His Fathers Son


Had an interesting chat recently with author Tom Callahan, whose new book, “His Father’s Son: Earl and Tiger Woods,” is now available.

Tom, a former Time magazine senior writer and columnist for the Washington Post who now lives in Florida, drove down to the Golf Channel studios for a taped interview to discuss his latest work. You may remember him for “In Search of Tiger,” a 2003 project in which he trekked to Vietnam to learn the story behind “Tiger” Phong, the South Vietnamese Army colonel who befriended Earl Woods during one of Woods’ two combat tours in country. Phong, of course, would later lend his nickname to Earl’s most famous progeny.

For the second Woods book, Callahan fixed his attention on Earl’s personal history, and the detail is extraordinary. Callahan spent hours upon hours in the company of Earl Woods, and continued his research via interviews with Earl’s family, former baseball teammates at Kansas State, fellow officers, and many notable figures in golf, including Tiger himself. Callahan tells us in the interview that, while he did spend five hours with Tiger for one extended interview, much of his research in that regard was spread out over several years, gathering information from Tiger in bits and pieces.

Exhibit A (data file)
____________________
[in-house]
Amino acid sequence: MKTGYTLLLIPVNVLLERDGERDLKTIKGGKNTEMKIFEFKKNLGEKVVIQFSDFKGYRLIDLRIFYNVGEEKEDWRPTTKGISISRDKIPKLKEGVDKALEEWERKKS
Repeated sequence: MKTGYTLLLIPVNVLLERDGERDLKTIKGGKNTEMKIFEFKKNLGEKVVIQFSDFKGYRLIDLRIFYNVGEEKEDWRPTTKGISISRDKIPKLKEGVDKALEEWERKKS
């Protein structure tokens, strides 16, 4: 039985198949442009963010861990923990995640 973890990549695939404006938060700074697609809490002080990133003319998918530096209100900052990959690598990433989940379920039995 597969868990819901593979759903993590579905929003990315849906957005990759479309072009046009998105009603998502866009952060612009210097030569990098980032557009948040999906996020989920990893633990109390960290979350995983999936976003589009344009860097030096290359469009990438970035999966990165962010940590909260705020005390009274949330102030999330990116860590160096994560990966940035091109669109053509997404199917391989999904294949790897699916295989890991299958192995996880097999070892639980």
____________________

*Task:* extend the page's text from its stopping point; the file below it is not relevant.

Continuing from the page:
The focus of the book is the complex relationship between Earl and Tiger, and how that relationship affected not only Tiger’s development, but the lives of everyone else within their extended circle. It might be glib to suggest that the conclusion would be that the apple didn’t fall far from the tree, but the more you learn about Earl, the more Tiger makes sense. The recent developments in the younger Woods’ personal life are addressed, albeit without the salacious details – Callahan told us that those stories are better left to the tabloids. His book is a great read for anyone who enjoys the game, and still entertaining for those who know golf only through the fame of Tiger Woods.

As an aside, Tom sent me a very nice e-mail once he returned home, thanking me for navigating him through the taped interview setting in our studio. He mentioned that he once appeared on an episode of “The Sports Reporters” with the late Dick Schaap, who helped Tom get a word in edgewise over Mike Lupica and Bob Ryan. When I replied that Schaap was always a role model for me – we both graduated from Cornell – Tom replied, “Schaap was the goalie on the Cornell lacrosse team. He claimed to have discovered Jim Brown. Lovely